Belt up and enjoy this 365-day ride as you cruise past the most momentous motoring events in history. Packed with fascinating facts about races, motorists and the history of the mighty engine, this is a must-visit web site for any car enthusiast.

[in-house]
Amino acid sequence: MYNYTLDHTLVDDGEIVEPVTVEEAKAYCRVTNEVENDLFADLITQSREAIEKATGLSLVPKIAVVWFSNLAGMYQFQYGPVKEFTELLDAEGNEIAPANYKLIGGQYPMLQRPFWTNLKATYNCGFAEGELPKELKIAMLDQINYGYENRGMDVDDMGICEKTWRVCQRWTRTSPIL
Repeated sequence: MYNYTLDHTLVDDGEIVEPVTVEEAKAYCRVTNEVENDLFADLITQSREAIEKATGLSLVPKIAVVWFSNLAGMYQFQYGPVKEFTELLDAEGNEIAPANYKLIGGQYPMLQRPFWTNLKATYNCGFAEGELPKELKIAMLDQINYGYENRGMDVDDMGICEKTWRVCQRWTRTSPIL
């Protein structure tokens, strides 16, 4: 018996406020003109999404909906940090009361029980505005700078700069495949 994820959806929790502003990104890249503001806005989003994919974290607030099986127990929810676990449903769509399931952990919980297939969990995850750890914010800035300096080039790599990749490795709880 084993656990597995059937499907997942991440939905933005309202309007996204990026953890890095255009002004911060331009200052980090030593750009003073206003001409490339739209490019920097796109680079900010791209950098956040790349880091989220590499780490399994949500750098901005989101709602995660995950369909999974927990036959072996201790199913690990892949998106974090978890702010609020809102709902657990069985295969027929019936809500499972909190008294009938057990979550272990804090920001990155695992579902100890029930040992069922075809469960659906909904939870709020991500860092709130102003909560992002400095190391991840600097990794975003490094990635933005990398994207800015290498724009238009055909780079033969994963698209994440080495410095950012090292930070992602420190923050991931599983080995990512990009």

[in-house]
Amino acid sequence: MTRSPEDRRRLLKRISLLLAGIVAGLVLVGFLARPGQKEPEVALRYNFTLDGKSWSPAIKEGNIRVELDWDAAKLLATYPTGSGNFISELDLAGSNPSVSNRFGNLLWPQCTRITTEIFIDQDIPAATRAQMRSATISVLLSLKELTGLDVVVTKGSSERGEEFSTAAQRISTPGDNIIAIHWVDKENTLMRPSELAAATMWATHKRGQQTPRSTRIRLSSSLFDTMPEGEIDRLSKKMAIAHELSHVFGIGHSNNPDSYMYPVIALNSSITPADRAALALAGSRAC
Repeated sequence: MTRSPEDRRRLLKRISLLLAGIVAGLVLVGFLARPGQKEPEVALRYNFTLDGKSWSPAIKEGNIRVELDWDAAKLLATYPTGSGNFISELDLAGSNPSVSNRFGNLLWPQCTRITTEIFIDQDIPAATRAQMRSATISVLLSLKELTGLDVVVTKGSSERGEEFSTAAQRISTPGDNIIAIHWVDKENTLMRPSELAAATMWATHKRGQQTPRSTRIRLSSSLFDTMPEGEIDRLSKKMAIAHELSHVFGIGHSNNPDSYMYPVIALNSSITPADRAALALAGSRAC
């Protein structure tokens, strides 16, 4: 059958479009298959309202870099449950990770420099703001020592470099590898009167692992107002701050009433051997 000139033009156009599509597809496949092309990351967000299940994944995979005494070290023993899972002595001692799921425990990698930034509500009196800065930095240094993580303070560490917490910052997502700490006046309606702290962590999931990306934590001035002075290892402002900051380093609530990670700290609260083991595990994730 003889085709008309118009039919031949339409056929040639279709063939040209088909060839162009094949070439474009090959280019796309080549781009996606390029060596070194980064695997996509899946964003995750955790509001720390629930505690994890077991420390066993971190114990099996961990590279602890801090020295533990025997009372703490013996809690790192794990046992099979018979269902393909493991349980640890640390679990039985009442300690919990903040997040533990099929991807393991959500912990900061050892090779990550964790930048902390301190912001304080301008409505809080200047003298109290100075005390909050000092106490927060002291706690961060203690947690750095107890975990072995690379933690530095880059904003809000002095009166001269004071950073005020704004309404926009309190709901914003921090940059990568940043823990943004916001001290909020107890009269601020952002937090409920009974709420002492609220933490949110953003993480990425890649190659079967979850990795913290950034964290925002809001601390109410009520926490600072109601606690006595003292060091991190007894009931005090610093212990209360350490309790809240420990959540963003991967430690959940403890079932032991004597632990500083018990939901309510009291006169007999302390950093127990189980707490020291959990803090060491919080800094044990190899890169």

The unique Airmobile conceived by Paul M. Lewis and designed with the assistance of former Franklin engineers Carl Doman and Ed Marks, was given its first road test in Syracuse, New York. The vehicle was powered by a horizontally opposed, 129-cu.in overhead valve, air cooled four cylinder unit (57hp) created by the Dorman Marks Engine Company . This unit was later to find great success in light aeroplanes. The body was created from steel and was very aerodynamic with it trailing to the rear and having two large fish like fins. The Airomobile did have a very low centre of gravity and was said to take corners faster than any 4-wheeler at the time. Lewis set off on a cross-country promotional tour with the Airomobile, logging some 45,000 miles in only a few short months. Along the way, he managed to convince numerous interested parties in his vision of an affordable, safe automobile for all Americans. In the Jan./Feb. 1971 issue of Special Interest Automobiles magazine, Lewis is quoted as stating that "the Airomobile was carefully engineered to turn corners very fast. Even faster than possible with a 4-wheel car, rear-wheel driven. To accomplish this, we needed to build the Airomobile with a very low center of gravity. The engine was mounted forward of the front wheels and the passengers rode, therefore, on the long end of the teeter-totter. This made for a very easy ride". In 1938 the Airomobile was slightly redesigned with a new front section that included the lights being moved from the top of the wings and built into them. Lewis again toured the USA but interest in the vehicle had diminished and plans to put the vehicle into full production were squashed with the onset of the second World War and so the vehicle never became anything more than a prototype.